The Cafe
rating: +10+x

I visited the cafe again yesterday. It looked exactly how I remembered. The windows were perfectly clean. The door hinges were loose and oiled. Even the food was preserved, sitting inside the glass display cases, as appetizing as it was 100 years ago. Laptops still sat on tables, powerless but otherwise fine. Backpacks were slumped against chairs. I picked up a book up from the table, flipped through it, and put it down. I had read it 60 years ago, and it wasn't very good. I rummaged through some of the backpacks, found nothing useful.

Outside the cafe was just as preserved as in. The grass was manicured, the sidewalk clear of trash or rubble, the road recently paved. It was as if it was still a thriving mountain town, which was impossible. Outside of a few passing travelers, no one could have been here to keep the town like this for a hundred and seven years. At the very least one of the buildings should have been dilapidated, but they all stood as tall as they did the day I had left. There was only one explanation.

“Hello Jack,” said a voice behind me. I spun around. There was nothing there.

“It's been a long time.” Again it came from behind me. Again I looked to see nothing. But the voice was familiar.

“Who's that?” I said. My hand went into my pocket and felt for the knife there. “Where are you?”

“I'm everywhere.” The voice came from in front of me this time. As far as I could tell, there was no source. “Come on back to the cafe and we'll talk a while.”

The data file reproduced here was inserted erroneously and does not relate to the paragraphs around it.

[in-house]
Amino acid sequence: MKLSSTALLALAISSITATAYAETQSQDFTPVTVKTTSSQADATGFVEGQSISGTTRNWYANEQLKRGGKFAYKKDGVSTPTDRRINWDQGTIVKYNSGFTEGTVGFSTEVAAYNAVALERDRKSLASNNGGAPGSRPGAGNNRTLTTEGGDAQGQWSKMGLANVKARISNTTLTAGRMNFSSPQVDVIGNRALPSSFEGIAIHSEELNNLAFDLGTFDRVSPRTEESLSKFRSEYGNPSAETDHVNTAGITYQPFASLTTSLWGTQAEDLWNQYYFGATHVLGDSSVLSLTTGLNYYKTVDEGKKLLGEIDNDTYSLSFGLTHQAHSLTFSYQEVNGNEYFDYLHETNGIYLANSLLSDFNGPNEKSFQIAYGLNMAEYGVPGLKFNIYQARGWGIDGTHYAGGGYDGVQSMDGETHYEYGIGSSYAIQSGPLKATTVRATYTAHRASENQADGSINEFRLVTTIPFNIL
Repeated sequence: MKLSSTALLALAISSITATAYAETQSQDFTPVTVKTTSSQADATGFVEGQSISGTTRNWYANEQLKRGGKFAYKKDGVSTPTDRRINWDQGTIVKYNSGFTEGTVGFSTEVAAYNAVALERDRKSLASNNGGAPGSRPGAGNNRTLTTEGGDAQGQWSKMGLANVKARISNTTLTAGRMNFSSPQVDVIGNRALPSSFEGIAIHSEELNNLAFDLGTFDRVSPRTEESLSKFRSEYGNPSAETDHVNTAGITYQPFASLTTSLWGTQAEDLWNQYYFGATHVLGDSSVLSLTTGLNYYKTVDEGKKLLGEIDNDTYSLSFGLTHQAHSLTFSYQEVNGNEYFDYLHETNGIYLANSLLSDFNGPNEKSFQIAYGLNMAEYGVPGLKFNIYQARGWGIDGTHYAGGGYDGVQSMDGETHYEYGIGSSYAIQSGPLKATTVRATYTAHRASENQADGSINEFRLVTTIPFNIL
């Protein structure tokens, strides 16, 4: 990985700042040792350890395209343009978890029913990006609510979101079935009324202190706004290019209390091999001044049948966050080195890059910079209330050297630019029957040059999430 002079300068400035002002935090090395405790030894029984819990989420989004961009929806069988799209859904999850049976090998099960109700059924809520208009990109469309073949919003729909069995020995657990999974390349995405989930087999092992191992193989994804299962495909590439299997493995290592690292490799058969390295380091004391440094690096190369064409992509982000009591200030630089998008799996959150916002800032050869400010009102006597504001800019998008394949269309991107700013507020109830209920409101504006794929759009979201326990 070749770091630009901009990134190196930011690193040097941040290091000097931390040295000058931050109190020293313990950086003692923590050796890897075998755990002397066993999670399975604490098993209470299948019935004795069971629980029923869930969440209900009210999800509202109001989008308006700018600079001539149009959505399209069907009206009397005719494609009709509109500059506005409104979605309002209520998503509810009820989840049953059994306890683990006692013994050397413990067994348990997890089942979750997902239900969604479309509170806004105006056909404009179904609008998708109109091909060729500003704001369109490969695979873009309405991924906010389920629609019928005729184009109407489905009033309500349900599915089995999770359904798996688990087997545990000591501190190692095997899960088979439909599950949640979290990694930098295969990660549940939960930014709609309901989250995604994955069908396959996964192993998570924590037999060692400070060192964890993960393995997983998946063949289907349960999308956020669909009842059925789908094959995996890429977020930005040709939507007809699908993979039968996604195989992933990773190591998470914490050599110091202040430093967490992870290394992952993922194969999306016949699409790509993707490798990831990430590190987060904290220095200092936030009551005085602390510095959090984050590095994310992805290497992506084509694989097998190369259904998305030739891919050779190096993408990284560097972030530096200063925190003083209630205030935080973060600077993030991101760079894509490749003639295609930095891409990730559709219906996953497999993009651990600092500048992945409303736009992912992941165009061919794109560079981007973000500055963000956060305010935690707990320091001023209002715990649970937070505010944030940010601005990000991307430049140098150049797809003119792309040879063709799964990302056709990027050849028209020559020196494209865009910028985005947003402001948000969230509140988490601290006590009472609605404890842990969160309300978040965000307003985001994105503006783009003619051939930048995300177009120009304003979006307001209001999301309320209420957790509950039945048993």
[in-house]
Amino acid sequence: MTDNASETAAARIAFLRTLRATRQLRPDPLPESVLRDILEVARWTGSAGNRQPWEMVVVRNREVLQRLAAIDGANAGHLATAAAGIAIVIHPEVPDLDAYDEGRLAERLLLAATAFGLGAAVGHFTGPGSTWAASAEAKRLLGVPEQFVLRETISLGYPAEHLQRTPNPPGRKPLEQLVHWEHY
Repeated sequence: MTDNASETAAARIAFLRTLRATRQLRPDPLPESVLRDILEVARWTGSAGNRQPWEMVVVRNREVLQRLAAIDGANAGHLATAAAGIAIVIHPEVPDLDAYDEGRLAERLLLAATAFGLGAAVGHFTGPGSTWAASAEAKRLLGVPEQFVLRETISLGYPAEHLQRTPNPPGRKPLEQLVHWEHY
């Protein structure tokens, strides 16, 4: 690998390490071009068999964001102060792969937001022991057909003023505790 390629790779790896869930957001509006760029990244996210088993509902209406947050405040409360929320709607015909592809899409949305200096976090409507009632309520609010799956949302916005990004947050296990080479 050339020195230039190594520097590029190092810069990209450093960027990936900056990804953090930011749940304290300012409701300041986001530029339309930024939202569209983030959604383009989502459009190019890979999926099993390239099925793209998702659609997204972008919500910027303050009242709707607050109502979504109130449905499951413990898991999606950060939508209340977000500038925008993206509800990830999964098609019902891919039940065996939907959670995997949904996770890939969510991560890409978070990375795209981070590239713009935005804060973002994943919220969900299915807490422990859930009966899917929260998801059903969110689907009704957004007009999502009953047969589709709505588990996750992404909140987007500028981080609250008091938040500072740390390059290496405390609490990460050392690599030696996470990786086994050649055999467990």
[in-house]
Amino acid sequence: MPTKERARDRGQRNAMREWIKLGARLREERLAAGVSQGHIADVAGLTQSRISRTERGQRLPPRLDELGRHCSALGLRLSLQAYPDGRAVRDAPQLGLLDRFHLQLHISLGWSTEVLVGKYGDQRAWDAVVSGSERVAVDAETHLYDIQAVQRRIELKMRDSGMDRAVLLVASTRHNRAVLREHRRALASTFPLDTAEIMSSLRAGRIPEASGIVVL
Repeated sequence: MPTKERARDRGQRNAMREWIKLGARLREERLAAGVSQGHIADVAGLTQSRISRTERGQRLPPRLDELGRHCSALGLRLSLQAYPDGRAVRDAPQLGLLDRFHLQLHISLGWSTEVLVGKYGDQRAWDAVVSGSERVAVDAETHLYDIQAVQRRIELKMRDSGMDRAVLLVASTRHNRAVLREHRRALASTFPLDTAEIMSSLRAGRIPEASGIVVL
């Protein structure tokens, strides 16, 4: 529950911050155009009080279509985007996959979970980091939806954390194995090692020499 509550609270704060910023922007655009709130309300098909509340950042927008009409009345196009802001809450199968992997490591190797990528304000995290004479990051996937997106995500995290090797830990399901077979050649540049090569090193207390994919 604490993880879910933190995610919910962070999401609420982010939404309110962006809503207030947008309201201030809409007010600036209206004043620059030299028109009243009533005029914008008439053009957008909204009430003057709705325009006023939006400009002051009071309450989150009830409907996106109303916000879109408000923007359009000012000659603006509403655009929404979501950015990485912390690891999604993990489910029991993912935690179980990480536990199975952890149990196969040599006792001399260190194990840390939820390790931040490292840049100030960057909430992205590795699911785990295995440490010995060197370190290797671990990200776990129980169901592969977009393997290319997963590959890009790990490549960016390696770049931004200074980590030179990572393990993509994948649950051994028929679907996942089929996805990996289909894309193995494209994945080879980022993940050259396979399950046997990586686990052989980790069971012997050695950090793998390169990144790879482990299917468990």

That was when I placed the voice. “Tom?”

“Hello Jack,” it repeated.

“You're dead.”

The voice laughed. It was a laugh I knew well, one I hadn't heard for more than a hundred years. “Come in, please. It's nice to see you again.”

I hesitated. There was a good chance this was a trick. Tom was, as far as I knew, dead. But I had confidence I could fight off any attacker, and to just run away would be inexcusable cowardice. I opened the door and stepped back inside.

Someone was standing at the counter. Someone not quite human. He looked human, sort of. He had the right shape and all the proper features, but he clearly wasn't one. His skin wasn't skin. It was tile, the same white with blue linoleum that made up the cafe floor, molded into the shape of a tall, well-muscled man. He had no hair or clothes. In his hands was a chipped white mug, which he offered to me. “Coffee?” he asked.

“You're not Tom,” I said.

The not-man laughed. “Is it that hard to believe? There are much stranger things outside the town, if what I've been told is true. Please, take the drink and have a seat.”

I didn't take the coffee, but I pulled a chair to me and sat down. He started walking around the counter to me. His feet, I saw, were fused to the ground, and it was hard to tell where the tile ended and his body began. He didn't quite walk. He slid, forcing his legs forward in a stiff, cheap imitation of human movement.

“Tom disappeared. I saw him.”

The not-man nodded. “I did. But not in the same way everyone else did.”

“Oh?”